Smart + Strong.
All Rights Reserved.
Smart + Strong®
is a registered trademark of CDM Publishing, LLC.
Hepatitis C prevalence was higher among people with unstable housing and those who injected drugs every day.
Modern antivirals can cure 95% of people with HCV, lowering the risk of cirrhosis, liver cancer and liver failure.
The awards to states and local health departments marked Overdose Awareness Day on August 31.
NIH and CDC study finds telehealth associated with increased likelihood of receiving evidence-based standard of care.
The CDC estimates that 21% of people living with HIV also have hepatitis C virus.
Hepatitis A and B declined in 2021, but new hepatitis C cases have doubled since 2014.
Drug-related mortality, including overdose, was the leading cause of death.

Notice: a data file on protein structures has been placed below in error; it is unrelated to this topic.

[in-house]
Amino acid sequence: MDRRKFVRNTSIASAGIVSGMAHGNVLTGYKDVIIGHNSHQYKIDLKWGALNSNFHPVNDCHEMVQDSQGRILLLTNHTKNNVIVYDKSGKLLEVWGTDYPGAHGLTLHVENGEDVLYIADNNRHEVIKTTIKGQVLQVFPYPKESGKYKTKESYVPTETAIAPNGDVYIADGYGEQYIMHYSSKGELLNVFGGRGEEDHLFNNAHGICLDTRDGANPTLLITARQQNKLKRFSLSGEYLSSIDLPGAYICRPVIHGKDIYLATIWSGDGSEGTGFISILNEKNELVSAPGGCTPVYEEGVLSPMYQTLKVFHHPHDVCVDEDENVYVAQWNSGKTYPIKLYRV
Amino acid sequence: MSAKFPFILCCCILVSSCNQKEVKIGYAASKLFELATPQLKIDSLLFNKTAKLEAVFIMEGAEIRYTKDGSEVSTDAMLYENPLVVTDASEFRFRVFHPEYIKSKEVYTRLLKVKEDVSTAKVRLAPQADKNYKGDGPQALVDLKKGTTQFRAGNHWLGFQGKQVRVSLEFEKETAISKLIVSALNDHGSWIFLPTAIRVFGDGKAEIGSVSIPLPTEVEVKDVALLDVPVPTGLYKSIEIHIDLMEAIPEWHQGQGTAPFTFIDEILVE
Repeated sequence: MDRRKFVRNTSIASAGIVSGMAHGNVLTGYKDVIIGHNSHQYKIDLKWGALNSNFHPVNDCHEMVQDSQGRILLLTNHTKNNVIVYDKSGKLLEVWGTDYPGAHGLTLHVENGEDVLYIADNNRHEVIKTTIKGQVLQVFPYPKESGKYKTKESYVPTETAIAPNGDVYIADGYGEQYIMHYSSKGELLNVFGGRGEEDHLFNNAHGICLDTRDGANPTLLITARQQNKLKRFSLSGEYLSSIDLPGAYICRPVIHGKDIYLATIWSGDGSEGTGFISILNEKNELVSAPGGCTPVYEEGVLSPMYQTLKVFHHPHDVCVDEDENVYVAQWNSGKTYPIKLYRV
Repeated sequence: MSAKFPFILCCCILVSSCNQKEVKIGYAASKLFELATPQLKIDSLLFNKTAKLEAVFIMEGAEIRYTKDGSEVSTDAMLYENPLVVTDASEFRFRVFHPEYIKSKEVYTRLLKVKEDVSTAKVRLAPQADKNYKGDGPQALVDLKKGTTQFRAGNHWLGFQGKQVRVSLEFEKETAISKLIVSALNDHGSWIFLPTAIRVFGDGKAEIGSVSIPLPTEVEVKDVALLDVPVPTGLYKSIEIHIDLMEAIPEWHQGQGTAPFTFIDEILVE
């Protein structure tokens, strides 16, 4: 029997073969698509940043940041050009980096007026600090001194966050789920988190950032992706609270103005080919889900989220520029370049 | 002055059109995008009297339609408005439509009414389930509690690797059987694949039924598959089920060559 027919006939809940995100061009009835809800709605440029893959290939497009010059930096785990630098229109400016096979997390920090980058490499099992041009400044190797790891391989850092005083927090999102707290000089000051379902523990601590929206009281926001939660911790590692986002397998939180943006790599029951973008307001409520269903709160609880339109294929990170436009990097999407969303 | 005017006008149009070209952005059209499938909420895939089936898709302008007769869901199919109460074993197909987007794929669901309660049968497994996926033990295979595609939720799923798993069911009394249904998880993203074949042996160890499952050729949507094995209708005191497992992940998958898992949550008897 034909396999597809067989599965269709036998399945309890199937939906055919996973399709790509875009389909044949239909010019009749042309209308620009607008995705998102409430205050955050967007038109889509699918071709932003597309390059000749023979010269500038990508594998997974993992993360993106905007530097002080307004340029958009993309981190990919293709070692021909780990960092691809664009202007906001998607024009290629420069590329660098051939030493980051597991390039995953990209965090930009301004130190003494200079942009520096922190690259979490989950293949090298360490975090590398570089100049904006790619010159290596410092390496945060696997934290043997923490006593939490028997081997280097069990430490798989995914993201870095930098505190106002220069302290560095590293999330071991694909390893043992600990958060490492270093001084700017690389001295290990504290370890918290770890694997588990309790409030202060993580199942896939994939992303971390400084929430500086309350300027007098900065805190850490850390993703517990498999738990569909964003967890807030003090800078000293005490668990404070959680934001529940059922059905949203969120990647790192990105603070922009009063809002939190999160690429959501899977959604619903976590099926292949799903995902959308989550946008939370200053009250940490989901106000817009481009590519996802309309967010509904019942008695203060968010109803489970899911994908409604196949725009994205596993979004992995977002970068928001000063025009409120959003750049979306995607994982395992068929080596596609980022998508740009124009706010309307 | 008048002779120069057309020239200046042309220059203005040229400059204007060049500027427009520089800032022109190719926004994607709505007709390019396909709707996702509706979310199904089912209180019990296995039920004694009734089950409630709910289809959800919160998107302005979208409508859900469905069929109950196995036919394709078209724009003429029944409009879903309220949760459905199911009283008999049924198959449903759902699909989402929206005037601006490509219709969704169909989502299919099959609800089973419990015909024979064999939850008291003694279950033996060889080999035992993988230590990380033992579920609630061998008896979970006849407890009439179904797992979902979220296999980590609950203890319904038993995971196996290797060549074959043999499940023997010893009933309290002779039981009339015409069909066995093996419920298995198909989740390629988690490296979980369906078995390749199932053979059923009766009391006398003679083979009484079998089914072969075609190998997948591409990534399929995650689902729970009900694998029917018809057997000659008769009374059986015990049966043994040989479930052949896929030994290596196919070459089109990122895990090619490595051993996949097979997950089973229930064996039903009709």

Connecticut, Maryland and Pennsylvania have reported the highest rates of overdose deaths involving xylazine.
Clinical characteristics linked to HCV, including substance use, has also increased over the past 20 years.
The COVID pandemic, workforce shortages, red tape and discrimination have slowed HIV response efforts.
Recent drug use along with unstable housing increased the risk of acquiring HCV again.
Breakthrough findings from NIH study could lead to more effective prevention and treatment strategies.
The Grand Plan Study showed that a multidisciplinary program can produce a high cure rate with little loss to follow-up.
Scientists will test community-based approaches to prevent drug overdoses and curb high death rates.
Amid this crisis, state and local government officials have enacted laws and ordinances that make clean syringes harder to get.
The “Philly, Keep on Loving” telehealth program includes at-home HIV and STI tests, med delivery, PEP, doctor chats and more—all free.
You have been inactive for 60 minutes and will be logged out in . Any updates not saved will be lost.
Click here to log back in.